C is for Crystal Singer

Wednesday, April 3, 2013

| | |
I was going to try to stick with new books for the A-to-Z, but I decided that Clockwork Angel was going to take too long to both read and review with all the blog reading I want to do, plus working on my story and making more crochet samples. (One of these week I will finally have some signups and be able to teach my first crochet class. Not part of the challenge specifically, but not something that can be neglected either.)

So, instead of a new book, here is one that's a bit of a classic, or is to me anyway: Crystal Singer by Anne McCaffrey.

Her name was Killashandra Ree; and after ten grueling years of musical training she was young, beautiful--and still without prospects. Then she heard of the mysterious Heptite Guild on the Planet Ballybran, where the fabled Black Crystal was found. For those qualified, the Guild was said to provide careers, security and the chance for wealth beyond imagining. The problem was, few people who landed on Ballybran ever left. To Killashandra the risks were acceptable.

I read this book years ago. Perhaps it first interested me because I studied music in high school: marching band, concert band, pep band, jazz band, and music theory. (Though I didn't go on and study it in college beyond a semester of private singing lessons.) But I also enjoyed Killashandra's desire to excel and not let anyone make her settle for less than her capacities.

Several times during the application process, Killa is warned that she should not continue with her plan to become a crystal singer. Her singing mentor calls Ballybran a "den of addled mentalities and shattered nerves." Crystal singing "isn't sensible," says the captain who brings her to the moon base over the planet. Even the FSP makes sure that she receives full disclosure of the dangers that await her if she chooses to go to the planet, for even if she successfully integrates with the spore symbiont, she still has the risk of char, catastrophic accident, sonic storms, and memory loss. (Some Singers consider the last to be a benefit, even if it sometimes interferes with being able to find old claims.) Incomplete integration means some sort of physical impairment and placement as one of the support staff on the planet. She is determined that she will succeed and become one of the fabled Crystal Singers, not matter the hazards. But it is not an easy road.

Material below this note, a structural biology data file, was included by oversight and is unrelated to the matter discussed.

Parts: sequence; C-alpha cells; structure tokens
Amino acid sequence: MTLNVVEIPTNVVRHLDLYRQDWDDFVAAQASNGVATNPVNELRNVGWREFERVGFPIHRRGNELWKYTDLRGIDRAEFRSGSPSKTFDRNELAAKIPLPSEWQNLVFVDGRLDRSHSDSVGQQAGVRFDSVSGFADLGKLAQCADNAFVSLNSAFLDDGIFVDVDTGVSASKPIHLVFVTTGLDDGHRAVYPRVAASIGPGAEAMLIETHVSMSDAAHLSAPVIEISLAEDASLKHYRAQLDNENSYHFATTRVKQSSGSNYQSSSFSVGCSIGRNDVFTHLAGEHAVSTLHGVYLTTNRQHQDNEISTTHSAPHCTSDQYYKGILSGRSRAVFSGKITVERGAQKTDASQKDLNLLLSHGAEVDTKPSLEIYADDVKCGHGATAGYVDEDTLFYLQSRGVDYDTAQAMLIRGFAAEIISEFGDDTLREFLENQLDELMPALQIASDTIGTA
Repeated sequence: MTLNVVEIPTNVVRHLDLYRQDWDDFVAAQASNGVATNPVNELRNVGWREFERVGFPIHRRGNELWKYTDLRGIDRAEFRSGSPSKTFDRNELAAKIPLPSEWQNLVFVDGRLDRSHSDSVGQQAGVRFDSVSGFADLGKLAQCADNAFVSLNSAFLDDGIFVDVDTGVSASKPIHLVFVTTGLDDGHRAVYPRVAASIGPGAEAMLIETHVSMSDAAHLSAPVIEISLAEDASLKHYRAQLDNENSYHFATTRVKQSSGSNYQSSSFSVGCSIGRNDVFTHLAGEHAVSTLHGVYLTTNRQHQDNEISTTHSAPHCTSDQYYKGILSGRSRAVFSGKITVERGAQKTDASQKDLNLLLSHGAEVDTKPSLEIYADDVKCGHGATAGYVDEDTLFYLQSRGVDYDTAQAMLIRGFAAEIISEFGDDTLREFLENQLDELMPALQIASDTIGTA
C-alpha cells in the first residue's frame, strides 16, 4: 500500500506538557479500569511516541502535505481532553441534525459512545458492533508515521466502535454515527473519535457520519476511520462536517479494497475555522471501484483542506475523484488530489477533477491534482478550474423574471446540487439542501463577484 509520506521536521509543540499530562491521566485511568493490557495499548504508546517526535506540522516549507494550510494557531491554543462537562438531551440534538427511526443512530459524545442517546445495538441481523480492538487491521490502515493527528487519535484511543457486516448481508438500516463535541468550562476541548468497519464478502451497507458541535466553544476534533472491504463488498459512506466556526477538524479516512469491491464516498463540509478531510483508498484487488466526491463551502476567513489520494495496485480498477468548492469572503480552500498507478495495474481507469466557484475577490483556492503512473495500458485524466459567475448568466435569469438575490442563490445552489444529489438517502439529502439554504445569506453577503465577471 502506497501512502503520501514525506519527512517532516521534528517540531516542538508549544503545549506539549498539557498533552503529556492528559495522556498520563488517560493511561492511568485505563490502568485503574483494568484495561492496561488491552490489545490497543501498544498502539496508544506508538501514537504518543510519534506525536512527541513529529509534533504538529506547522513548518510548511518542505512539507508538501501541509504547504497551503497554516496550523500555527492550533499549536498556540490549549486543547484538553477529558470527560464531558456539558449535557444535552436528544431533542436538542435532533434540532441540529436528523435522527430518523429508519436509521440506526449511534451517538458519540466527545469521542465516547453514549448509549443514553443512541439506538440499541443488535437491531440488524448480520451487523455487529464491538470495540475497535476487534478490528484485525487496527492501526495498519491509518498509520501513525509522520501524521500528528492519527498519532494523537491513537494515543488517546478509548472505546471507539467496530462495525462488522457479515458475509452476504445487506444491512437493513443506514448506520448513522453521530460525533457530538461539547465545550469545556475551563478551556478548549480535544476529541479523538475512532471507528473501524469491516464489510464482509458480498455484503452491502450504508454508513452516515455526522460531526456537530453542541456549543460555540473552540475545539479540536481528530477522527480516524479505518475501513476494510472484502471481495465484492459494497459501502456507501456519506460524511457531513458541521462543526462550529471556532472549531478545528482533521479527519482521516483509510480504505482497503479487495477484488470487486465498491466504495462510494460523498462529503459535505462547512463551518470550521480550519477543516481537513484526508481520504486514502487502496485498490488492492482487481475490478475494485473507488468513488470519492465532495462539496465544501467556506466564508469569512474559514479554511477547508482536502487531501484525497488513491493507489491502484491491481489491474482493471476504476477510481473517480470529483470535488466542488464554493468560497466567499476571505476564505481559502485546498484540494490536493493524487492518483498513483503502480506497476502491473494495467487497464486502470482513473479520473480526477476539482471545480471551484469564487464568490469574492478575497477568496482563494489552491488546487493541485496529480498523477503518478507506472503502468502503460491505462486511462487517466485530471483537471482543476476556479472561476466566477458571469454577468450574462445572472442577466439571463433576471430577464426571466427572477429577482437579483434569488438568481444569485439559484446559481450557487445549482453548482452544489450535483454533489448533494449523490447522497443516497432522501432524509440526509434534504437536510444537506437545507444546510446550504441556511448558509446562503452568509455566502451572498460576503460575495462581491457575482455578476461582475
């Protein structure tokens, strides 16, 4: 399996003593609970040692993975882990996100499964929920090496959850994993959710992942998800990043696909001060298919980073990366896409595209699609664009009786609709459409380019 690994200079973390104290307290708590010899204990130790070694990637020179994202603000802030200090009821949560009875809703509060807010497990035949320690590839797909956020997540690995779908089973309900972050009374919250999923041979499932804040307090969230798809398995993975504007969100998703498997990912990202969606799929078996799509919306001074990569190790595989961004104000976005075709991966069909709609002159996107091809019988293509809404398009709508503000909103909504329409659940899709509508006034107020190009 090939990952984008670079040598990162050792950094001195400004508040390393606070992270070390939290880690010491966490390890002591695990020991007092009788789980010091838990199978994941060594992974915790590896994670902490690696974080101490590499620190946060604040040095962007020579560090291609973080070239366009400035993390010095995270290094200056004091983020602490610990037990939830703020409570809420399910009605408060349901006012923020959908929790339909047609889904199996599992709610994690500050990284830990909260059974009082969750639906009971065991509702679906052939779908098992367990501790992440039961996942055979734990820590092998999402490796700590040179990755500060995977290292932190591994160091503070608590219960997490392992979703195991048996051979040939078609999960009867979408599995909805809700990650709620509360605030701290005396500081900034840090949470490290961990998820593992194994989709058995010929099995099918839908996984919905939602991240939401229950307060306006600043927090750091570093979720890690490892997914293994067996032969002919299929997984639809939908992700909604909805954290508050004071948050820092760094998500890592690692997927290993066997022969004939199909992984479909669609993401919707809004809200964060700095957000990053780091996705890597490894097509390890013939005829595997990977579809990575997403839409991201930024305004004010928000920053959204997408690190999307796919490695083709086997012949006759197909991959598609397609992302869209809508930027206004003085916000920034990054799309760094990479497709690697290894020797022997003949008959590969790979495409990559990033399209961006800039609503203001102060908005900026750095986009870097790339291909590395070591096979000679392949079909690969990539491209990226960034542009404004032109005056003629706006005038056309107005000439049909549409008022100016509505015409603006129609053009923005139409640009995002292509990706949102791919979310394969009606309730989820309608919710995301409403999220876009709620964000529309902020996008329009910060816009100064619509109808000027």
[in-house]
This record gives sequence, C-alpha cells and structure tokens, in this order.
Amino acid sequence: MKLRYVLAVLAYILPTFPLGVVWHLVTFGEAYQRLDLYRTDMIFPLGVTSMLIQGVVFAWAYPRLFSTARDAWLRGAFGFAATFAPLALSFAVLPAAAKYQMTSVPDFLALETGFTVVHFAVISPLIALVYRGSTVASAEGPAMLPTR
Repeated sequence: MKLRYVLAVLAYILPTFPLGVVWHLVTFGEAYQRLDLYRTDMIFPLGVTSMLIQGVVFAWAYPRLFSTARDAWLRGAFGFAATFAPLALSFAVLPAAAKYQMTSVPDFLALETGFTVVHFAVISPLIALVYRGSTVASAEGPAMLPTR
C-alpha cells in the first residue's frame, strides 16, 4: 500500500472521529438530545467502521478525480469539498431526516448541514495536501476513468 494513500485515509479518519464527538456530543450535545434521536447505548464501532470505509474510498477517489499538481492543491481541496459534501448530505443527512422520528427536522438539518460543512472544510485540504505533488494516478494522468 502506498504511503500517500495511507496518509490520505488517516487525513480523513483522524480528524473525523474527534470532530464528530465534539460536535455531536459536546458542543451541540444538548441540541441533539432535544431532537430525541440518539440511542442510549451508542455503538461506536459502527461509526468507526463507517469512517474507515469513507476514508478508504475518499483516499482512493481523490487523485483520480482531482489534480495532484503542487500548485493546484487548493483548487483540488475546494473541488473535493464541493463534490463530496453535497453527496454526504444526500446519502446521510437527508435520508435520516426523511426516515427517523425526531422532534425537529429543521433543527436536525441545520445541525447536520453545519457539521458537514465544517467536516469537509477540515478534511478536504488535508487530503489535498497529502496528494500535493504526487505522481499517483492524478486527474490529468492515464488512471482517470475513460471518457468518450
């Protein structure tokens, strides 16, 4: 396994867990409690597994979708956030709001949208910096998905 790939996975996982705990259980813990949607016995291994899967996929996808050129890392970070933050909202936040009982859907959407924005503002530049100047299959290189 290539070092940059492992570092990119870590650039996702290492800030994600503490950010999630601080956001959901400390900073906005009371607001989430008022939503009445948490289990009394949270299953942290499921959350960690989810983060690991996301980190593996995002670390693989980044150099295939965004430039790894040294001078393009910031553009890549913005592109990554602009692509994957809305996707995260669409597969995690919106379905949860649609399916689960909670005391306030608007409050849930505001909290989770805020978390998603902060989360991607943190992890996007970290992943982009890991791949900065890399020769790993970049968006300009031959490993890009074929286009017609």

Not only is Killa herself fascinating, McCaffrey does a wonderful job creating Ballybran and the universe in general. From the society at large to the tiered level of careers on the planet, she has developed and integrated the various people Killa meets. They have their own motivations and reactions, some helpful, some concerned, and some haughty. And Ballybran's geography is remarkably detailed. I've always been able to picture it from the inverse mountain ranges to the base to the living quarters. The famous Ballybran crystal is also remarkably well done. There are different shades, each with their own special qualities. However, black is considered the best, necessary for instantaneous communication between linked crystals regardless of distance. You can imagine how important that can be when taking about interstellar distances.

Crystal Singer is followed by Killashandra with Crystal Line wrapping up her story and the research into how to mitigate the hazards, particularly the reasons for the memory loss. I love all three books and come back to them probably once a year, which means I've read them close to 20 times, give or take a few.

ROW 80 goals:
1: Keep up with the A-to-Z daily challenge. - Yep, A, B, and C now done.
2: Write 2 paragraphs on Meridia every day. - Mon: 3 paragraphs, Tuesday: lots of paragraphs (woo!)
3: Read at least 5 blogs very day. -They weren't all ones not from my blogroll, but I did check out some new ones. At least 5 both Mon and Tues.


Anonymous said...

Hello, dropping by as part of ROW80. I like your goals for this round - simple, short, and easy to monitor. Hope things go well.

Jaleh D said...

Thanks, Lee. I hope so, too.

Post a Comment